Malyn Oldest Jewish Cemetery
The exact period of the cemetery’s establishment is unknown. According to Commission on Preservation of Jewish Heritage, it was established in the 19th century. The cemetery is marked on map of 1900s. Presumably, it was demolished around the period of WWII, as the construction of a bus station and housing began in the 1950s.
Malyn (Ukr., Rus. Малин, Yid. מאַלין) had a Jewish population of 1,064 in 1847, and 2,547 (60% of the town) in 1897. As of 1885, the town had a synagogue and 5 Jewish prayer houses. During the Civil War, the community survived a pogrom. A Jewish school operated in the interwar period. There were 3,607 Jews in Malyn (32%) in 1939. After the German invasion in 1941, some of the Jews managed to flee the advancing German army. Around 1,000 were murdered in August 1941. The town had a quite large Jewish community after WWII – around 1,200 in 1959. As of 2001, there were 44 Jews living in Malyn and the neighbouring area.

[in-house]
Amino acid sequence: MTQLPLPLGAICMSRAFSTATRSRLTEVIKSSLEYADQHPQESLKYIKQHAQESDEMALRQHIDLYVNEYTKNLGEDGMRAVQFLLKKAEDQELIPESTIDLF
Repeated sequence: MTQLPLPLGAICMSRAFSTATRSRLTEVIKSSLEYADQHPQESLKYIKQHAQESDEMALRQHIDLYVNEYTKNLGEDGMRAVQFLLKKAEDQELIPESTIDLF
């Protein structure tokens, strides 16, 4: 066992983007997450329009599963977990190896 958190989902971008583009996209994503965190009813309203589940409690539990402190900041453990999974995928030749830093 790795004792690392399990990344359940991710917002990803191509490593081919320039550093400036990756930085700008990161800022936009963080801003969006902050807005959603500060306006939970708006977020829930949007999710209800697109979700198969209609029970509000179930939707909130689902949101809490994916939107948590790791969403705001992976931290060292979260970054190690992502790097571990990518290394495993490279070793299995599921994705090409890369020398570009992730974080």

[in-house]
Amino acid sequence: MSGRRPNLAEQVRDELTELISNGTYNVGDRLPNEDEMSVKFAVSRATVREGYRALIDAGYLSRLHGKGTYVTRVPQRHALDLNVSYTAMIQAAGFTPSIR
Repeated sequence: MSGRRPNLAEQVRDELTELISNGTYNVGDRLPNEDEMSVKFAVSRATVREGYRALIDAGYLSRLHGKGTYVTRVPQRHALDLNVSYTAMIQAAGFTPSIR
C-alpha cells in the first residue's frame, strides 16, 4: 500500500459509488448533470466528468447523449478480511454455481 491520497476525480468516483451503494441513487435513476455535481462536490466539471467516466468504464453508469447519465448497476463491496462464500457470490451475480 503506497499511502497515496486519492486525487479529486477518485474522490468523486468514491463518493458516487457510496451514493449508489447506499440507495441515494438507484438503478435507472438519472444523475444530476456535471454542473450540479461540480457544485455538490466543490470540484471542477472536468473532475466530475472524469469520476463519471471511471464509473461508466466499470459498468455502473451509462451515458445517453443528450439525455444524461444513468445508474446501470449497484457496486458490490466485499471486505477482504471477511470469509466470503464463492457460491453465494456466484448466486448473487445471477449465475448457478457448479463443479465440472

The exact date of establishment of the cemetery is unknown, however according to the 1994–95 survey of the Jewish Preservation Committee (KSEN), it was established in the 19th century. The cemetery is marked on a map from around 1900. It is likely that it was demolished during WWII, as the construction of the bus station and the houses, which now stand in the place of the cemetery, began in the 1950s.